Despite the initial aim of the project to use these materials in cosmetic and grooming applications, their first industrial usage actually came in the form of cigarette flavorings. In 1981, Philip Morris introduced the “Northwind” cigarette brand into a test market, advertised as “Cool without menthol.” Apparently, the concept proved to be a failure, and it wasn’t until the mid-1990s, with the rise of “Icebreakers” and other super-cold gum brands, that the materials found major use as commercial flavoring agents. Because WS-3 had the best cold-to-cost ratio, it quickly became the industry favorite, but various flavor and fragrance firms like Givaudan, Symrise, International Flavors and Fragrances (IFF), and Taskago began actively developing new materials based on Wilkinson Sword’s pioneering work.
So How Did It Get Into Wet Shaving?
Someone had a really, really good idea. The Holy Black, who (so far as I know) were the first ones to incorporate synthetic cooling agents like these into wet shaving products, debuted the concept with their “Lavender Creeper” line (no longer available) several years ago. Previously, Nivea and several other brands had used materials like menthyl lactate and menthoxypropanediol (sold under the name “Coolact 10” by Taskago and about 25% the strength of menthol) to impart mild cooling sensations to aftershave balms other post shave products, but The Holy Black took the WS-23/Koolada material, which had already found use as a flavoring agent in the vape fluid industry, and applied it to shaving soap in a way we had never seen before. Those of us who enjoy the cooling sensation imparted by these materials and are quite happy to leave the burn and tears of menthol on the cutting room floor owe them a debt, and their work on the subject has already led to an explosion in the popularity of such products from Barrister and Mann and other soap houses.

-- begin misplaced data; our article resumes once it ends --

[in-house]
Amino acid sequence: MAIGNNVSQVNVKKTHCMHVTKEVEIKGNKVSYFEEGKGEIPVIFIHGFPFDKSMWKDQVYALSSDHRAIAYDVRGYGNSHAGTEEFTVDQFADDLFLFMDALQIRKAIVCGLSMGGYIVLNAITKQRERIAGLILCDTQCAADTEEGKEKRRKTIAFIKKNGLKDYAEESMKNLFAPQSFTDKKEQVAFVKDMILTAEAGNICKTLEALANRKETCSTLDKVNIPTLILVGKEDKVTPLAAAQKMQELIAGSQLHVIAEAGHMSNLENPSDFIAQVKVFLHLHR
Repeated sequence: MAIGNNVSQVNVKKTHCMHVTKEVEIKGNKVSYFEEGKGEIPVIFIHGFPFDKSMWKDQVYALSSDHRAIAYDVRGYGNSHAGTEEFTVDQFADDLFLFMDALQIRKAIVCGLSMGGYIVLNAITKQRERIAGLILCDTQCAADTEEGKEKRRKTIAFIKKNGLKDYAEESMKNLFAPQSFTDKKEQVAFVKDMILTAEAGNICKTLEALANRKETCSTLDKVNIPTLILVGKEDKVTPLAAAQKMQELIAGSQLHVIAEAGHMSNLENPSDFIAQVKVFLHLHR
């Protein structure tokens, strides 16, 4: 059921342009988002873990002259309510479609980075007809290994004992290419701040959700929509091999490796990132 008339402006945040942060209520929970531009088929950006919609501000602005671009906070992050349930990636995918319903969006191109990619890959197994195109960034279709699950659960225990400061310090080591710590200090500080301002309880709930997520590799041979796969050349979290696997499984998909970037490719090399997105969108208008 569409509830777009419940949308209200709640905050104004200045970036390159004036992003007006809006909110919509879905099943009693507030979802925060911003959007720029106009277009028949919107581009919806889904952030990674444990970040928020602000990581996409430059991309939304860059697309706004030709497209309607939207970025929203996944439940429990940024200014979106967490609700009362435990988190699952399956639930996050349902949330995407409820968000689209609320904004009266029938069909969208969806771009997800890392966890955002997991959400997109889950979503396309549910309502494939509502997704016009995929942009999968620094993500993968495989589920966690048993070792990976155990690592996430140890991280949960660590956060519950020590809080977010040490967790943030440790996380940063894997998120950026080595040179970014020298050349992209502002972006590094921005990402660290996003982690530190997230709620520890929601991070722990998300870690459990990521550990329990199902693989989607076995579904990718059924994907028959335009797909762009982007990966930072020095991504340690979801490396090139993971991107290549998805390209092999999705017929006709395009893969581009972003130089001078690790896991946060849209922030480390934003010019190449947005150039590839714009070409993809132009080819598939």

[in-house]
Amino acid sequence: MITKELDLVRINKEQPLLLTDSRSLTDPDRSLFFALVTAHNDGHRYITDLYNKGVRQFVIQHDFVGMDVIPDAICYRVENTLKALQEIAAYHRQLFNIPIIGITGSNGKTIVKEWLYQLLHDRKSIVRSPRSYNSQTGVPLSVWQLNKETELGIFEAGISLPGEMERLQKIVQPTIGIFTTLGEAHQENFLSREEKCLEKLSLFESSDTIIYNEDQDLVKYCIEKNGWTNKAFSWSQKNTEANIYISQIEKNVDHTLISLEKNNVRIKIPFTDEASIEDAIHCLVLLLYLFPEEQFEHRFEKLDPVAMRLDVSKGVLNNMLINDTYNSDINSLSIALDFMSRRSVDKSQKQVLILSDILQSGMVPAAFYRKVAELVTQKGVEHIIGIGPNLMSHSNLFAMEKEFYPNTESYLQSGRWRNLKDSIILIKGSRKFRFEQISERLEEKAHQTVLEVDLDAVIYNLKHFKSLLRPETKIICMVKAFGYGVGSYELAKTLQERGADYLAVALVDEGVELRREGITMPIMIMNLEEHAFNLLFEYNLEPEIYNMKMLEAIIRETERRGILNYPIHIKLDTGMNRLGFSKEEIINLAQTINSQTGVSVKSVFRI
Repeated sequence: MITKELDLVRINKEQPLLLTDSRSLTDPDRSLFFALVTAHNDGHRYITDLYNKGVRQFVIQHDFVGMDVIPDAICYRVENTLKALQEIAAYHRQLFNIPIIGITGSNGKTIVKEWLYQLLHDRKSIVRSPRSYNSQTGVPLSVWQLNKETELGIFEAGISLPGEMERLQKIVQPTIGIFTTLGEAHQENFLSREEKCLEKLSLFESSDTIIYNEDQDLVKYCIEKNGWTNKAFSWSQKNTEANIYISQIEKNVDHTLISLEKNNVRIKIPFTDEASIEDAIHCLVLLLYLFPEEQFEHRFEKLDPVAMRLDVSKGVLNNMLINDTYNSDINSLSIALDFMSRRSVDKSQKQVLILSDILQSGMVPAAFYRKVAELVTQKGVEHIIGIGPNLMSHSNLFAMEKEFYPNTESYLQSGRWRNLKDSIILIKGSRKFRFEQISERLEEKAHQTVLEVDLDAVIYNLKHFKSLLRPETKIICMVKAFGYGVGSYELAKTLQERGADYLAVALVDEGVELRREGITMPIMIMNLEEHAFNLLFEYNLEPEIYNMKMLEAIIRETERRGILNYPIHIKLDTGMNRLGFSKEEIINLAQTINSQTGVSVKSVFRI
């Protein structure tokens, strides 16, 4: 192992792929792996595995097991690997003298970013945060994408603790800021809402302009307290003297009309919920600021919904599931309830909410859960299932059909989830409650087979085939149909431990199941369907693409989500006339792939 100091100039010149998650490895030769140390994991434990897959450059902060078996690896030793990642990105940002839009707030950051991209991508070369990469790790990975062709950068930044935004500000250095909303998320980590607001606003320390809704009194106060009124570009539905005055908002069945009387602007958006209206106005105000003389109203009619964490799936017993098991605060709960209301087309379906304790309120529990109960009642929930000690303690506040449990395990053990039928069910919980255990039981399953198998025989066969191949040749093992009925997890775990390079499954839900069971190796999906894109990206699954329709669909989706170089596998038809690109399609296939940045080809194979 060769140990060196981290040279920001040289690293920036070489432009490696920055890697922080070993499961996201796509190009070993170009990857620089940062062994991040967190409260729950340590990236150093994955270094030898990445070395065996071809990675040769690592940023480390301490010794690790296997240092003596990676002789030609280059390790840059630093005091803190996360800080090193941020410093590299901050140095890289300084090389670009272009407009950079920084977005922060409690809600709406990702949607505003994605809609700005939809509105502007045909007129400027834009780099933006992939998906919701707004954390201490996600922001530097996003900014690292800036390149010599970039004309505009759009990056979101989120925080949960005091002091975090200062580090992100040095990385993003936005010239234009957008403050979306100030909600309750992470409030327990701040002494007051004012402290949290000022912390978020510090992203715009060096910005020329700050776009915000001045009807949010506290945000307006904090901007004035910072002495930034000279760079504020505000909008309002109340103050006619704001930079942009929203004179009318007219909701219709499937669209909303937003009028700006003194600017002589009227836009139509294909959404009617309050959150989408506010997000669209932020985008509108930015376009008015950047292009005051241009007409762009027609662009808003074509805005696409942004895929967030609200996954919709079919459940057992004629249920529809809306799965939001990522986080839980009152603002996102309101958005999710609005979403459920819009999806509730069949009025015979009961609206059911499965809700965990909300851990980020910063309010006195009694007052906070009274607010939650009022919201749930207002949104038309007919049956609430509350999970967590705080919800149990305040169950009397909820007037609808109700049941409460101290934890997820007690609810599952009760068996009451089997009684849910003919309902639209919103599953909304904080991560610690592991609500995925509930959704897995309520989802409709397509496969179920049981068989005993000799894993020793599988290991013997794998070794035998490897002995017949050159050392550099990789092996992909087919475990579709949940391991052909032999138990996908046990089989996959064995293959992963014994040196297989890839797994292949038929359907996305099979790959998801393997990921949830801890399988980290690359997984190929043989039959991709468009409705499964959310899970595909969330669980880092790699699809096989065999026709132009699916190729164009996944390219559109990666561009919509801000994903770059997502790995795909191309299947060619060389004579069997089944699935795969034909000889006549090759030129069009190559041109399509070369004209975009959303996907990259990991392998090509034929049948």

What Else Is Out There?
While I listed several of the more successful Wilkinson Sword materials above, there are several cooling agents developed by other firms that have found significant commercial use and which may eventually make it into the wet shaving world. In fact, you’ve probably already encountered many of these in one form or another, likely in chewing gums, breath mints, or toothpaste. The aforementioned menthyl lactate and menthoxypropanediol were both developed by the German firm Haarman & Reimer (now part of the chemical conglomerate Symrise), and Givaudan, perhaps the most prestigious fragrance firm in the world, has developed several extremely potent materials. Their Evercool 180® product, which I unsuccessfully attempted to source for use in Terror, is reputed to be ten times stronger than pure menthol, but is apparently so expensive to manufacture that it simply not available on a small scale. The firm has also developed unreleased (but still patented) materials measured at nearly 200 times stronger than menthol, and it’s believed that it may be possible to produce substances that feel colder still. Other cooling products like Symrise’s Frescolat MGA and Procter & Gamble’s Ultracool 7 find widespread use as flavorings for mints, mouthwashes, and toothpaste, and it’s likely that the industry will move further away from menthol in the future.
Editor’s Note: here are a few shave products currently available that use synthetic cooling agents:
|Barrister And Mann
|Terror Shave Soap
|Barrister And Mann
|Terror Aftershave Splash
|Phoenix Artisan Accoutrements
|John Frum Mysterium Serum Aftershave
|Phoenix Artisan Accoutrements
|Fern Concerto Shave Soap
|Fern Concerto Aftershave
|Summer Break Soaps
|Cannonball! Shave Soap
|Orbit Shave Soap
Are These Things Safe?
When we first debuted Terror at Maggard Razors in June, several people asked me if the materials are safe. Every single one of the substances that I have discussed above has a GRAS/“Generally Recognized As Safe” designation from the FDA and is considered to be safe for topical use as well as ingestion. However, this doesn’t necessarily mean that they’re completely harmless, and you should in no way be pouring this stuff into your eyes (though it does find some use in eyedrops) or otherwise splashing it onto your sensitive areas. If you really feel the need to get some coolness on the more delicate bits of your body, there are several cooling body powders out there that will do the job nicely.
About The Author:
Will Carius is the founder and chief formulator of Barrister and Mann LLC. Their Terror soap and aftershave set, which incorporates several of the materials discussed in this article, is available now, but be careful with it; the cooling effect will stick around for several hours.
Special thanks to Dr. John Leffingwell, whose papers on the subject of cooling agents and other topical actives have been a boon to us all.